1. Direct Labor rates. The Direct Labor rate has been provided in the Solicitation at $13.76 per hour or (WG2) There is no room for negotiation on this element until the option years are exercised. With no unions or bargaining agreements in place, there is agood chance

that this rate will remain stable for a considerable length of time.

2. Back-up Planning. There is no real need for a back-up or contingency plan of action as this is a firm fixed price contract for basic cleaning services. As such, the risk management effort is also minimal as this rate is not expected to vary over the next few years. Furthermore, with the government providing all the material there is also no need to have suppliers or even alternate suppliers to ensure that you can still operate should

one supplier fail.

3. Conduct a sensitivity analysis. This would involve testing the sensitivity of cost estimates to changes in input values such as the Direct Labor Rate or task times (GAO, 2016). With the labor rate already established in the solicitation and the government supplying all the supplies and materials there are few variables left other than the economy that could influence the simple cost estimates provided in this assignment.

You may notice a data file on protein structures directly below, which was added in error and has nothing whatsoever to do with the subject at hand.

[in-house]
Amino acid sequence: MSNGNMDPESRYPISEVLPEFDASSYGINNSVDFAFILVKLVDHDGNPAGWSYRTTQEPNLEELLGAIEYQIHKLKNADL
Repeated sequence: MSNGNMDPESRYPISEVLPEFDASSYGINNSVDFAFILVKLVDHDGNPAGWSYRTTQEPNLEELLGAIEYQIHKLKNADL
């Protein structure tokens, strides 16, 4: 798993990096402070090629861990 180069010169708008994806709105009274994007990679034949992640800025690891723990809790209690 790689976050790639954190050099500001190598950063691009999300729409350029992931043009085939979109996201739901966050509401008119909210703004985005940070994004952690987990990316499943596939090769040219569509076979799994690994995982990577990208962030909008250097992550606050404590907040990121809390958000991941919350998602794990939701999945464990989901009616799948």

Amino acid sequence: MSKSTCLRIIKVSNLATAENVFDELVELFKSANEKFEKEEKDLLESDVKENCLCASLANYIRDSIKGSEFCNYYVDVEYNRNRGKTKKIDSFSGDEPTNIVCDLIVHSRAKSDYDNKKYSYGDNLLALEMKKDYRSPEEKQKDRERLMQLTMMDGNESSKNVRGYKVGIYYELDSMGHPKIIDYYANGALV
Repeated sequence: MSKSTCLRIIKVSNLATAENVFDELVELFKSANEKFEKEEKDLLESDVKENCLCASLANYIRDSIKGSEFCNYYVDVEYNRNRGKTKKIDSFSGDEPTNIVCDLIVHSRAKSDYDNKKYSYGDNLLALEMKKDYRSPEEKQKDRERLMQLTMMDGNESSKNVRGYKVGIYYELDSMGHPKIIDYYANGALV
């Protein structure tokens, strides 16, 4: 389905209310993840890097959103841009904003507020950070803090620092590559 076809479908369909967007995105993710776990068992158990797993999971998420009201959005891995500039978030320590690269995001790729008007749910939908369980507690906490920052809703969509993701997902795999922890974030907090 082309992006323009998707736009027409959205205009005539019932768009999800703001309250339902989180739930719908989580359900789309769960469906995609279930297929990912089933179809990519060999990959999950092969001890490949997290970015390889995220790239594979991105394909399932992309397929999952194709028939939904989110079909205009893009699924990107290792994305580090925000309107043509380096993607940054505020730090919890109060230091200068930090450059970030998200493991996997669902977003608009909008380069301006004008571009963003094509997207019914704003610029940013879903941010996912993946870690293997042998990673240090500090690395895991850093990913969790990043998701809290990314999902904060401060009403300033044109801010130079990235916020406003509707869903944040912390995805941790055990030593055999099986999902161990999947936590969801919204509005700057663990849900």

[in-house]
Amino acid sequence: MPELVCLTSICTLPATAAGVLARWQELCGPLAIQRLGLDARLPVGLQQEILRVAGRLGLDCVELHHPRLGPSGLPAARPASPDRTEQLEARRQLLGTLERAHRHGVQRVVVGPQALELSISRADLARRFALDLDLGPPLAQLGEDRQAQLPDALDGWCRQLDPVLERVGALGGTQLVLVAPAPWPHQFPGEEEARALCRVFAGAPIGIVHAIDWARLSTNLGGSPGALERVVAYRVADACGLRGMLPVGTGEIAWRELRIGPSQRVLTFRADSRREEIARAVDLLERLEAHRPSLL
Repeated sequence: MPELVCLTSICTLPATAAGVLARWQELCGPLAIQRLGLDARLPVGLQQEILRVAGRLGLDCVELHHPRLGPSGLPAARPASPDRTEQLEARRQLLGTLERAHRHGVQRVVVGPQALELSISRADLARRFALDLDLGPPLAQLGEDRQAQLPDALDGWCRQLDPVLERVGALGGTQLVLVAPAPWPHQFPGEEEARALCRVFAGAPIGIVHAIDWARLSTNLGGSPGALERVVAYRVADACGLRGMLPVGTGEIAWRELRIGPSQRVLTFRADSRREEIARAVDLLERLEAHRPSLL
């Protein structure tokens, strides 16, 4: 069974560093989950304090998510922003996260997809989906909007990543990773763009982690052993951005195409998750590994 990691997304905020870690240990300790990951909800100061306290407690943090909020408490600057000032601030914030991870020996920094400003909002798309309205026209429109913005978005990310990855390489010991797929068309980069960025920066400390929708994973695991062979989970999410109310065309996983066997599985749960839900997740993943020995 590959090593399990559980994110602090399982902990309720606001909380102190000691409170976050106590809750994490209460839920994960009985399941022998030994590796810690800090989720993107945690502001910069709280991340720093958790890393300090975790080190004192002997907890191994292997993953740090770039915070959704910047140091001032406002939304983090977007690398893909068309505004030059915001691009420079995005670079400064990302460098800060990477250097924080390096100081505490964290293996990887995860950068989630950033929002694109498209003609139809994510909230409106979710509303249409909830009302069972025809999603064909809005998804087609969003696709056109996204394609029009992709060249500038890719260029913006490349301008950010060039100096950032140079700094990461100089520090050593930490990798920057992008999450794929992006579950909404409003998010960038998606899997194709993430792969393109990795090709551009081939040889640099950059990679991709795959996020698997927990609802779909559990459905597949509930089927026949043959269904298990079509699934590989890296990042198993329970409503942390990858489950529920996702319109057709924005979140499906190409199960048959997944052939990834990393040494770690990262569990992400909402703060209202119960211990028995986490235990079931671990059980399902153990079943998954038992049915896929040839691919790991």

There are no unions involved or bargaining agreements to deal with at this time. Therefore, no changes are expected in the cost estimates being provided in response to this solicitation.

If needed the Warrior Cleaning Service company could always seek assistance from ServiceDisabled Veterans Owned Small Business program listed on the Small Business Administration’s (SBA) website (Compton, 2010, p. 90). With federal law requiring that 23% of all government buys to go to small businesses and the SBA helping a Veteran-owned company overcome any barriers to bidding on government contracts, the Warrior Cleaning Service Company is positioned well for potentially winning this competitive bid (SBA, 2016).